China’s short-range guided missiles can pierce Taiwan’s planned missile-proof hangars, putting the island’s powerful F-16 Viper fighter jets in grave danger, reported SCMP, citing experts.
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In November, Taiwan unveiled its plans to construct missile-proof hangars at an air base in Taichung that could survive attacks from the Chinese Dongfeng series of ballistic missiles.
The Ministry of National Defense (MND) initially proposed a plan to construct the hangars in 2020 with a seven-year budget of NT$4.392 billion (US$136.59 million), to finish the project by 2026.
The hangars are designed to protect military aircraft, especially the country’s most technologically advanced F-16 Vipers, and maintain their combat capability in the event of an attack from China.
However, experts warned that Taiwan’s ambitions to construct stronger hangars for its fighter jets might become useless because the Chinese military has developed short-range guided missiles.
These missiles are capable of penetrating any reinforced aviation base. Andrei Chang, editor-in-chief of Canada-based military magazine Kanwa Asian Defense, told the SCMP that the terminal infrared image guidance and BeiDou satellite navigation systems are presently used by China’s ballistic missiles and multiple launch rocket system (MLRS).
Chang added that this enabled the missiles to precisely attack and breach any heavily fortified aircraft hangar. He made his point by using a promotional video for the M20 surface-to-surface short-range tactical missile, also known as the DF-12, by the People’s Liberation Army (PLA).
Taiwan’s Air Force chief Huang Chih-Wei recently said that the hangars would have a maximum anti-bomb capacity of 3,300 pounds and could withstand a single warhead weighing 1,500 pounds (0.7 tons) of explosives.
According to Lu Li-Shih, a former instructor at Taiwan’s Naval Academy in Kaohsiung, experts assessed the proposed 3,300-pound anti-bomb capability based on the striking power of the PLA’s DF-16 short-range missile. The missile has a strike range of between 800 and 1,000 kilometers and can carry a one-ton payload.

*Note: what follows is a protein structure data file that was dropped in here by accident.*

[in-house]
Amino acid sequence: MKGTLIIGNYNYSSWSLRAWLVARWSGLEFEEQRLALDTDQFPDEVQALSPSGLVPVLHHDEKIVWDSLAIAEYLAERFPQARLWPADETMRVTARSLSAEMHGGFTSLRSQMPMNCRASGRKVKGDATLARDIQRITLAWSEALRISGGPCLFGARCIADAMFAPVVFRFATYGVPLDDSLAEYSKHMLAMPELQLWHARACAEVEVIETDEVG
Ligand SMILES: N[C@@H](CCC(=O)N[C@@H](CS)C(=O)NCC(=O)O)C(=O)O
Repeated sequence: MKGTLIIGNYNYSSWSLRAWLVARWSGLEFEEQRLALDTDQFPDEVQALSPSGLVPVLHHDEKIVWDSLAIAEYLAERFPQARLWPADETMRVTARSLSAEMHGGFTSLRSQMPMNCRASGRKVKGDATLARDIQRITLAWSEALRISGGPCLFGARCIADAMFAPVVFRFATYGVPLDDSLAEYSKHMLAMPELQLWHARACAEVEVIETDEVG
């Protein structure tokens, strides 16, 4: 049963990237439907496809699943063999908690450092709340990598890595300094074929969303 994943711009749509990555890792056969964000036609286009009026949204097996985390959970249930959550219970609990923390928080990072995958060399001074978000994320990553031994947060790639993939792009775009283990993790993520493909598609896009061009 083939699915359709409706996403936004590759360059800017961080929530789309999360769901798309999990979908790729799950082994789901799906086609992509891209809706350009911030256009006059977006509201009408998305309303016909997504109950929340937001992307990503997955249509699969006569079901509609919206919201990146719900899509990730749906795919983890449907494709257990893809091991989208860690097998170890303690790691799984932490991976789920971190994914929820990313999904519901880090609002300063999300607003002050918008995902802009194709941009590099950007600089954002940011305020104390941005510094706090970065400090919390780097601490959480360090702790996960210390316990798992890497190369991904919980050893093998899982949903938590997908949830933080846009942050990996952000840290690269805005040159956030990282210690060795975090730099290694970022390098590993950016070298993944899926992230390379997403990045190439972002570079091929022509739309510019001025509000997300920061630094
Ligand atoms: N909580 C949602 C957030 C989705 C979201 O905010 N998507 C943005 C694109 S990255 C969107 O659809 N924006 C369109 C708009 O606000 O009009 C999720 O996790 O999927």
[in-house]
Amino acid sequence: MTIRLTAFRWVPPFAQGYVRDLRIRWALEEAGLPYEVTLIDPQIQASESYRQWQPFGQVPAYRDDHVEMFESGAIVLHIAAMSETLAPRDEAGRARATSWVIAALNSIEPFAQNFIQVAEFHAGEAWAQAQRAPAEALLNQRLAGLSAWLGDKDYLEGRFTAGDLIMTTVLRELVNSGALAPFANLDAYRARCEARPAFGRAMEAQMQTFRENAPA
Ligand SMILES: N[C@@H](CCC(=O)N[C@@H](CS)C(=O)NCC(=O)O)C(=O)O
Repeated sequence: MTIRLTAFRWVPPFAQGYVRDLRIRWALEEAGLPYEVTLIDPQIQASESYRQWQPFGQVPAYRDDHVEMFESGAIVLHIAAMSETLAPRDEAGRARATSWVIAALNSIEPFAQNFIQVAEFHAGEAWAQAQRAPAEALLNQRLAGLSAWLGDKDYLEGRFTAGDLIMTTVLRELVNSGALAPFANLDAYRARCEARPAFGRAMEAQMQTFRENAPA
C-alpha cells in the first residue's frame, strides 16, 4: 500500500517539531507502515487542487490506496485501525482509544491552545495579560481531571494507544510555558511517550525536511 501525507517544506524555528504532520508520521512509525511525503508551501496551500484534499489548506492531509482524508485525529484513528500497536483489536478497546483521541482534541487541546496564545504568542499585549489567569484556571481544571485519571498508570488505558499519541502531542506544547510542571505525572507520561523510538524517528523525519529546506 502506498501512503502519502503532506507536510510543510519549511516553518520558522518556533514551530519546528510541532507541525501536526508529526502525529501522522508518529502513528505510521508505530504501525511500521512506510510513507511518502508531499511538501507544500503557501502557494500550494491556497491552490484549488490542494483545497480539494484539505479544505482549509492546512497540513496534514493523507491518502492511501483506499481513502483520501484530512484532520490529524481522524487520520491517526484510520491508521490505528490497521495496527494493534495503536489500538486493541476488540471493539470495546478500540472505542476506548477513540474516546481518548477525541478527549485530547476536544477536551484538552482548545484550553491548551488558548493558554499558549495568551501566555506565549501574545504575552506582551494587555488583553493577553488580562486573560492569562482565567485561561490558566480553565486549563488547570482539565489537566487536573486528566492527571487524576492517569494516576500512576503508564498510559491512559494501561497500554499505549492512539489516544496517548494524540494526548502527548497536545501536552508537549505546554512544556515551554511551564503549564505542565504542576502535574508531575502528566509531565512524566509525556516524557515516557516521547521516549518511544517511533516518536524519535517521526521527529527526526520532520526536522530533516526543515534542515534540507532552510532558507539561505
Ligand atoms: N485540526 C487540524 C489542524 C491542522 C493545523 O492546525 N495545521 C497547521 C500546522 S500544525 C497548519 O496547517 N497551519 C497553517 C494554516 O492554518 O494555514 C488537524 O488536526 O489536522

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Following the US House Speaker Nancy Pelosi’s visit to Taipei in August, Beijing staged days of extraordinary live-fire drills close to Taiwan. One of the primary PLA weapons used to strike the waters near Taiwan was the DF-16 short-range missile.
Taiwan is likewise aware of Beijing’s missile capabilities. As a result, Taipei has been updating its defensive capabilities in case of any potential Chinese attack.
In recent years, Taiwan has modernized its outdated fighter fleet as regular Chinese intrusions continually stress its air force.
The fleet of F-16 vipers is essential to Taipei’s military capabilities to continue warding off Chinese aircraft. The island deployed its first squadron of US-built F-16V fighters in November 2021.
These aircraft are an updated and far more advanced version of the island’s existing F-16 fighters, which date back to the 1990s.
In August, Taipei conducted its drills to simulate the Chinese invasion defense. Its Air Force troops outfitted an F-16V fighter with a US-made anti-ship missile in a “combat readiness” exercise.
The heavily protected hangars are made to safeguard the F-16V aircraft, ensuring they can still function in unforeseen circumstances and fulfill their mission of thwarting the Chinese invasion.
In July, the Taiwanese Air Force published images of weapons loading procedures in the heavily guarded underground facility attached to Chiashan Air Force Base.
The images provided an extremely rare peek inside the underground tunnel network that shelters some of the ROCAF’s most powerful fighter jets, including a recently modified F-16V Viper armed with Harpoon anti-ship missiles.
According to Li-Shih, Taiwanese fighter jets were formerly housed in ventilated hangars with no blast-resistant designs. In the event of an attack, every airbase in Taiwan is at risk. But the new hangars can better protect fighter jets and make PLA strikes more complex.
That being said, the four-ton (8,820-pound) Dongfeng (DF) missile, according to Chang, could be fitted with “fuel-air warheads,” which utilize oxygen from the surrounding air to create a high-temperature explosion that destroys targets.
Chang added that when facing the PLA, all measures to bolster fighter aircraft hangars in Taiwan would be nil because of the missiles’ circular error probability of less than one meter (3.3 feet).
Even though the DF-12 is now only available for export, a source close to the PLA informed SCMP that the mainland had produced several short-range missiles and MLRS with various attack capabilities that were intended to target Taiwan’s governmental and military structures.
Overall, the circular error probability for all the warheads is a little less than one meter, allowing for pinpoint hits that could destroy the target and its surroundings.